Article 15 of the CBA states that each faculty member must “meet or have a plan to meet” these responsibilities to be eligible for professional development opportunities. If an appropriate plan is not developed and submitted by December 15 of that academic year, faculty will not be eligible for faculty development opportunities for 12 months or until such a plan is submitted. Communications from the deans declaring faculty ineligible for development opportunities (sent in October 2012) will be withdrawn and replaced with new communications outlining this process.
A faculty member may request a waiver of the team teaching responsibility. The most recent agreement between the UFE and TESC specifies that rotation and team teaching requirements “may be waived for a particular faculty member by the curriculum deans and a committee of faculty only when the faculty member has been requested to meet an extraordinary demand in the College curriculum or to account for faculty leave” (CBA 6.3.3). The waiver request must be made in writing and a written response is due. The deans and faculty committee may waive or extend the time frame during which the faculty member may fulfill responsibilities. This written response can then be incorporated into the documentation of whether a faculty member has met or has a plan to meet their responsibilities.
Both parties believe that team teaching and teaching students at varying points in their educational development are core values and essential to recruiting and retaining students. Both parties will continue to explore ways to balance the academic goals of first-year seat responsibilities with efforts to serve diverse student populations.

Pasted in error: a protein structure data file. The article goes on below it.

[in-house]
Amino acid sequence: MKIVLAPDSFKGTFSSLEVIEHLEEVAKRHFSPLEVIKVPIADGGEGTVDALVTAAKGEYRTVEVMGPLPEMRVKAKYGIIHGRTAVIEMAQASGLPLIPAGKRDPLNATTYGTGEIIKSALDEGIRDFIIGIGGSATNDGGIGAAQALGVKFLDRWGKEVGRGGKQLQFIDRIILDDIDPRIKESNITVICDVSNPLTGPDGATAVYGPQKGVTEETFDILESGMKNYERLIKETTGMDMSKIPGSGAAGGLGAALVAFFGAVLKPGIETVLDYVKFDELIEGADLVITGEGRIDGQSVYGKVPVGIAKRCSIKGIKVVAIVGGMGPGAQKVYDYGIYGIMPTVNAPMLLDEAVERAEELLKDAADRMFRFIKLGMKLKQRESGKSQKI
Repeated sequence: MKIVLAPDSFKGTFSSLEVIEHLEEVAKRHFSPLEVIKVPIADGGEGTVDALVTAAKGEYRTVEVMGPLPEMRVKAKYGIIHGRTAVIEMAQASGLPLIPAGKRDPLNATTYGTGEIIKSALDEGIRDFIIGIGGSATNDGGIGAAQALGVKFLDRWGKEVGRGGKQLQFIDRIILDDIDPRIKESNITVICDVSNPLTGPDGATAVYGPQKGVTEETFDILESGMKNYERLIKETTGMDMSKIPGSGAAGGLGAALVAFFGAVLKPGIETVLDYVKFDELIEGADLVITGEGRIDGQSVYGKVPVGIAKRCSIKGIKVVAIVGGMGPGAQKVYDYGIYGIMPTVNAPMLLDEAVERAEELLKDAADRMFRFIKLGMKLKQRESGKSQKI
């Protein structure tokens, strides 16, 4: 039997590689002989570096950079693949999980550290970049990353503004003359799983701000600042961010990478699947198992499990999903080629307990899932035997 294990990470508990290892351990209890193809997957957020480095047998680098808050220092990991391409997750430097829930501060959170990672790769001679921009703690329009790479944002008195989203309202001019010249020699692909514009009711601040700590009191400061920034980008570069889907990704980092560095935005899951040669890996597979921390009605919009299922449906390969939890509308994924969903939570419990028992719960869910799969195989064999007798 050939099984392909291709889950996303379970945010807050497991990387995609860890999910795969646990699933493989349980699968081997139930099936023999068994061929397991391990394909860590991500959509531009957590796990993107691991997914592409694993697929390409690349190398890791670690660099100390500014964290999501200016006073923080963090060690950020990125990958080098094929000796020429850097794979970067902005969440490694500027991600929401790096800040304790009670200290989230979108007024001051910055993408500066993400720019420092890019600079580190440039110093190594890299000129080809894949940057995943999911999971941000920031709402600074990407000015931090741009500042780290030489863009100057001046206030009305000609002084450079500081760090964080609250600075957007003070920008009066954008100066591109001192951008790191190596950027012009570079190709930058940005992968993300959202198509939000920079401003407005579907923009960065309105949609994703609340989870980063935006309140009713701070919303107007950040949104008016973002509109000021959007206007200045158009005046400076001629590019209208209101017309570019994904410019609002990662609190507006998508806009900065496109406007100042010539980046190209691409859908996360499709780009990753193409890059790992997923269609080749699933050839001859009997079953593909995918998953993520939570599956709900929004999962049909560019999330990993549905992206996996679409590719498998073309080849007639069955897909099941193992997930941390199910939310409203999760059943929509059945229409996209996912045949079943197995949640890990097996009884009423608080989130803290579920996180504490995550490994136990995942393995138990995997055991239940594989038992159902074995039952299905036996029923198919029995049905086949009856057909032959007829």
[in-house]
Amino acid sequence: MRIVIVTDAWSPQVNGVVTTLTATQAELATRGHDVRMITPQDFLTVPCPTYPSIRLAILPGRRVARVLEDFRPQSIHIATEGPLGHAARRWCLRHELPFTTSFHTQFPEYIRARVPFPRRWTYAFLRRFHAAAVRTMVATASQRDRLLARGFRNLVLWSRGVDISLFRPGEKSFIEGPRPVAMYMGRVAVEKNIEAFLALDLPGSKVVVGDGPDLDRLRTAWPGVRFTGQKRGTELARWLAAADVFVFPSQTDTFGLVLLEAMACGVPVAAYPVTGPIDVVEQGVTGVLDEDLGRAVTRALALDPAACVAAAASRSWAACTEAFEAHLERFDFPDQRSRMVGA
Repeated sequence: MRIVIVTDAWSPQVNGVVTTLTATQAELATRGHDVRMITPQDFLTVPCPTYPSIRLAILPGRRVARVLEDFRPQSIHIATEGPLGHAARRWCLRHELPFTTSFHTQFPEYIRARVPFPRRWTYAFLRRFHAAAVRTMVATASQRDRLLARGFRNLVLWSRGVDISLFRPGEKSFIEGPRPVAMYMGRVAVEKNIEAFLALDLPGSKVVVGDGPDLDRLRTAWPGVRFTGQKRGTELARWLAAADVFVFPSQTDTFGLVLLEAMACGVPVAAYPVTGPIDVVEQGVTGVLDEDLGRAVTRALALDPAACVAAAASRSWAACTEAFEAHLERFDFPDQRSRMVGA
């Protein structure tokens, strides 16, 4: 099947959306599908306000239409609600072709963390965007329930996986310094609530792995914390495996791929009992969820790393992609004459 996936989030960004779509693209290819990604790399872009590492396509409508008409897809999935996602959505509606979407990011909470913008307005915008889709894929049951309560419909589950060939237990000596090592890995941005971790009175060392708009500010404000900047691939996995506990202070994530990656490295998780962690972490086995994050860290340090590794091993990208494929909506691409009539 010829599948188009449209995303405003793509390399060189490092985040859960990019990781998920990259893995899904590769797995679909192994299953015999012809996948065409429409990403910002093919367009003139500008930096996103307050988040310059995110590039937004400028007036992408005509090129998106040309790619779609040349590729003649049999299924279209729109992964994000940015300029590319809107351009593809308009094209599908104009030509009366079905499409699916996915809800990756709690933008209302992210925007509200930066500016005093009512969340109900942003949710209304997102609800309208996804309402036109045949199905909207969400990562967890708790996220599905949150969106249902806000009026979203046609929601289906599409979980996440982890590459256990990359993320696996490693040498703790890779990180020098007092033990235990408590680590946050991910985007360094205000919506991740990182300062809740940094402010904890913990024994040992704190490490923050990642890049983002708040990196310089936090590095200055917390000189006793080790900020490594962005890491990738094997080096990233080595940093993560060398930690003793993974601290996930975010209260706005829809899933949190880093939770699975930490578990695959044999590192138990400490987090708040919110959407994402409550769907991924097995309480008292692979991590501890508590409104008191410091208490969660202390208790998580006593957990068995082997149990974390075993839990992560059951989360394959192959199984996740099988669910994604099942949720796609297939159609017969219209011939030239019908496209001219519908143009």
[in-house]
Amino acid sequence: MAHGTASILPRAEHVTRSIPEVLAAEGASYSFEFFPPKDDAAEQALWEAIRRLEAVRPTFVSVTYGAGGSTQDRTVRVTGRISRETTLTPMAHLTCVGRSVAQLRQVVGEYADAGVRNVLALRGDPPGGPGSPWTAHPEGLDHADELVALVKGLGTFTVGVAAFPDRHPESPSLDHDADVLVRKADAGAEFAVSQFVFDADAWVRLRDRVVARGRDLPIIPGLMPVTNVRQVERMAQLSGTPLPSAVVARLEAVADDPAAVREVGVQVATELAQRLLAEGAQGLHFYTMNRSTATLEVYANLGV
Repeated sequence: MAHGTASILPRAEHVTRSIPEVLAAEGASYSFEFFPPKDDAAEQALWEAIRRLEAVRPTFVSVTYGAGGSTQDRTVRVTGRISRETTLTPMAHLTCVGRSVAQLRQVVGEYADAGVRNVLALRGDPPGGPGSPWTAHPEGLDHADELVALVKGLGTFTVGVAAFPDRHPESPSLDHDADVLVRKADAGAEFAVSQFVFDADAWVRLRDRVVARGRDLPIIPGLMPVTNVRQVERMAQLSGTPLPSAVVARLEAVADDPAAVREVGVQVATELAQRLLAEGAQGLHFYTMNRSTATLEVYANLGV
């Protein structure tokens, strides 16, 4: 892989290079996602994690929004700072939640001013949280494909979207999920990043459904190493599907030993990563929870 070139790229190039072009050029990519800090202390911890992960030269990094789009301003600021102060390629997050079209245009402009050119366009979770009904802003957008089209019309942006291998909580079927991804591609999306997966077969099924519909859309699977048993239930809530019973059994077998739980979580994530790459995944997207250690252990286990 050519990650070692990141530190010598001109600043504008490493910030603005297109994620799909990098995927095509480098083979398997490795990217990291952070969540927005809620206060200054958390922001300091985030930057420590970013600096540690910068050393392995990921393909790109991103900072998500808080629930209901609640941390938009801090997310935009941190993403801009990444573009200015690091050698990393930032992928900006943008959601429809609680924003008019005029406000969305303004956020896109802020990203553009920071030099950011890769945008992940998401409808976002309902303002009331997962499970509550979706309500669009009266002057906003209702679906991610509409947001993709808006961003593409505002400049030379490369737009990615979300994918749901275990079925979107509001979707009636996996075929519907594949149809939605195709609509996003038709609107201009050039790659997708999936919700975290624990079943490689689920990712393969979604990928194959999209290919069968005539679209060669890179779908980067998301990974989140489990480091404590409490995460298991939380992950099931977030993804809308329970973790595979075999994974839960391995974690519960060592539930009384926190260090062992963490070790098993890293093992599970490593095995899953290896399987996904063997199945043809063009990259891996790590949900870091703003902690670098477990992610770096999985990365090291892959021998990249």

Updated Oct. 3, 2013. The Central Washington University Board of Trustees Approves a New 4-year Contract
ELLENSBURG, Wash. — By Rafael Guerrero
The Central Washington University Board of Trustees approved a new four-year contract for faculty in September, 2013.The four-year agreement calls for a new faculty compensation and reward system as well as across-the-board salary increases in each year of the contract. According to CWU, salaries would increase 5 percent for this year, retroactive to Sept. 1; 4 percent for 2014 and 2015; and 3 percent for 2016.
The new contract also replaces the current merit system with a post-tenure review reward model, enhances department chair compensation and adds a development fund pool for senior lecturers, according to the university. In addition, parental leave of up to six weeks is available under the collective bargaining agreement. School officials and union representatives said the negotiations and ensuing contract are good for students.
“CWU students have access to research and scholarship that is distinctive in Washington and we believe that academic opportunity and rigor will only improve with this contract,” CWU President James L. Gaudino said in a prepared statement. “Students will know that Central is committed to recruiting, retaining, and rewarding faculty who bring a quality commitment to teaching and scholarship.”
Faculty union president Roxanne Easley said the deal offers better faculty working conditions, which will improve education for students. “Improving faculty salaries in a national market and reinforcing our commitment to faculty and student research collaboration are major faculty concerns,” she also said in a prepared statement, “and this contract makes progress on both of these fronts.”